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  Links to inform and enrich the debate.

Economic and Social Council (ECOSOC)
ECOSOC 2000 was successful in placing the United Nations in a strategic position to help bridge the digital divide. The view that emerged at the high-level segment was that the United Nations could play a crucial and unique role in providing an interface between the information technology community and the development community. There was a consensus among all stakeholders that IT could be a key instrument for accelerating global development and international cooperation, and that the UN's contribution to development will be greatly reinforced if it proves able to adapt to, and use, IT effectively. As a concrete follow-up to the Ministerial Declaration on IT adopted at the high-level segment, the Council decided, at the closing meeting of the session, that an UN-ICT Task Force (and a Trust Fund) should be created under the Secretary-General's leadership. This will further digital opportunities in developing countries, help formulate strategies for IT development, and forge a strategic partnership between the United Nations system, private industry foundations, donors, and other relevant stakeholders.
Food and Agriculture Organization (FAO)
Information and communication technologies (ICTs), and particularly the Internet, are transforming broad areas where information is a central activity, including rural development and food security. The Food and Agriculture Organization of the United Nations and its 180 Members highlight information as one of the priority areas in fighting hunger and achieving food security. As a result, FAO established the World Agricultural Information Centre (WAICENT) for agricultural information management and dissemination, in an effort to fight hunger with information. WAICENT is FAO's strategic programme for improving access to essential documents, statistics, maps and multimedia resources to millions of users around the globe. In July 2001, FAO and the Massachusetts Institute of Technology Media Laboratory (MIT Media Lab) signed an agreement, which provides for WAICENT to serve as a platform for disseminating and supporting programmes initiated by the MIT Media Lab. For the first time, farmers and rural communities in remote and least developed areas will be able to use advanced information technologies for accessing email and the Web using pocket-sized, battery or solar energy-powered wireless communicators at a very low cost. Another field of activity where ICT becomes increasingly important is Agricultural Information Management. The Report on the First Consultation on Agricultural Information Management (Rome, 5-7 July 2000) highlights inter alia the fact that current government policy on the use of ICTs is primarily directed towards the management of telecommunications infrastructure. Rural populations are disadvantaged with regard to access to information and supporting ICTs. There is a need for broad-based and equitable access to ICTs in rural areas consistent with ongoing processes of decentralization, democratization and policy revisions, in the context of global and national governance considerations.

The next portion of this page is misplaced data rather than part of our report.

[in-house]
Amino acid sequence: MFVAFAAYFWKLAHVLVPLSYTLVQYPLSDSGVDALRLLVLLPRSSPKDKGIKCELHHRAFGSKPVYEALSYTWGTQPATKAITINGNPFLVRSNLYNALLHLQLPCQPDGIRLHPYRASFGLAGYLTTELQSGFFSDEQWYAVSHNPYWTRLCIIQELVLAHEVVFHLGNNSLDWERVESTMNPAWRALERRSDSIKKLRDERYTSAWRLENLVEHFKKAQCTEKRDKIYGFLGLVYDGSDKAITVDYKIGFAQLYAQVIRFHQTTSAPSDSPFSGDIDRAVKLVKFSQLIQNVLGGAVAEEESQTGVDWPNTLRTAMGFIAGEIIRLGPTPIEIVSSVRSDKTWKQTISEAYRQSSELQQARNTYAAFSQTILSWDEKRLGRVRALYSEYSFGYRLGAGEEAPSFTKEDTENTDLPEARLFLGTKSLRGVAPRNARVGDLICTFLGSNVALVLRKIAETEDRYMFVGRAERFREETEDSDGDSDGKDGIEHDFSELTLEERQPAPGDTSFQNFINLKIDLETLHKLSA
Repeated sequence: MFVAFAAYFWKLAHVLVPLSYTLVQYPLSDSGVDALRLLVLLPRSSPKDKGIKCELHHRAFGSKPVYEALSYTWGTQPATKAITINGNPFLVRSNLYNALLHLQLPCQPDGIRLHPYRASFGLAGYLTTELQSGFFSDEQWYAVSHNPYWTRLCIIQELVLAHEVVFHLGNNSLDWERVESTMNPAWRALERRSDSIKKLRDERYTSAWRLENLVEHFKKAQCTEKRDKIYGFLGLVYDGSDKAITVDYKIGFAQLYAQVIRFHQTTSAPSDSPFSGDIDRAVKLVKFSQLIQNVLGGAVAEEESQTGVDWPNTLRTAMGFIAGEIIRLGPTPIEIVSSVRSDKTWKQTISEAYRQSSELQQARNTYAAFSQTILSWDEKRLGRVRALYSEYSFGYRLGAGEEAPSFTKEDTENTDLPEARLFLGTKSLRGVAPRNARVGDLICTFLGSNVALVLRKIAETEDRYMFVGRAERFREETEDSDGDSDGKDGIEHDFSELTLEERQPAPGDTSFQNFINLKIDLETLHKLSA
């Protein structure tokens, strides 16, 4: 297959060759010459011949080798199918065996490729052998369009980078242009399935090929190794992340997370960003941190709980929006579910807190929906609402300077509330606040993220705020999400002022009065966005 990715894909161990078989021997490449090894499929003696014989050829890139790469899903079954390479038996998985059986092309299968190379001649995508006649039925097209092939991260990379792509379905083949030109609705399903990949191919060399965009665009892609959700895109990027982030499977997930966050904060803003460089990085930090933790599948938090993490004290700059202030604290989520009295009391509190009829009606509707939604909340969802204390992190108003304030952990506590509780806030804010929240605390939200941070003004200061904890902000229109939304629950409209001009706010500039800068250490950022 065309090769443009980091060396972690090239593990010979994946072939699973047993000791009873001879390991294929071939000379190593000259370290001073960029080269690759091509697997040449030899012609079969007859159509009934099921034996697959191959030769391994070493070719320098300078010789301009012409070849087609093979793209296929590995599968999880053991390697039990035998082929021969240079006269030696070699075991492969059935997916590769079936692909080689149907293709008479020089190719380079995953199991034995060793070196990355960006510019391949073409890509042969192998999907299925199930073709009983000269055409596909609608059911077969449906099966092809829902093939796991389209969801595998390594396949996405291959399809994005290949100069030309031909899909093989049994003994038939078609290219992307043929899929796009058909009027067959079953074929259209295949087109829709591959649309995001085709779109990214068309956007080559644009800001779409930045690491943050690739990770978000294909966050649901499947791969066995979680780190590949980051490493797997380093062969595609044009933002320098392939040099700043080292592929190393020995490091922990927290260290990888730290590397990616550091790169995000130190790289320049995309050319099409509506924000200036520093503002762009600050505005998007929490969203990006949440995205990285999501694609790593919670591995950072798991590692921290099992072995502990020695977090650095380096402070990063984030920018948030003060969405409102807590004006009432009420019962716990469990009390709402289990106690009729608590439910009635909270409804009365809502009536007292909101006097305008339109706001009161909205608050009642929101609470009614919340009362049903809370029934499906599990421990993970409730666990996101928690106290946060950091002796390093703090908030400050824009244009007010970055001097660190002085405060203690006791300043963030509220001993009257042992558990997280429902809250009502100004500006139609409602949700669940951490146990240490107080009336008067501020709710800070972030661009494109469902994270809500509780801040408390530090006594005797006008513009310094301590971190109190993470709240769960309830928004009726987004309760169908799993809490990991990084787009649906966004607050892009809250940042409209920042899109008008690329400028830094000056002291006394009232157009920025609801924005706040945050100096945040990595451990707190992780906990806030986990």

International Atomic Energy Agency (IAEA)
The International Atomic Energy Agency (IAEA) is required (by its mission statement) inter alia to assist its Member States, in the context of social and economic goals, in planning for and using nuclear science and technology for various peaceful purposes, including the generation of electricity, and to facilitate the transfer of such technology and knowledge in a sustainable manner to developing Member States. One of the activities of the IAEA, in the area of technology transfer, has become centered on the possibilities of using ICT to support the development of training centers in LDCs (Least Developed Country). E-learning is being used not only to transfer the knowledge about the use of a particular piece of nuclear technology, but is also being used to set up training centres in LDCs, so that the training effort becomes sustainable at the local level (i.e. training the trainers). Several projects (conducted jointly with FAO) have been initiated in the area of disease control and the improvement of animal productivity.
International Telecommunication Union (ITU)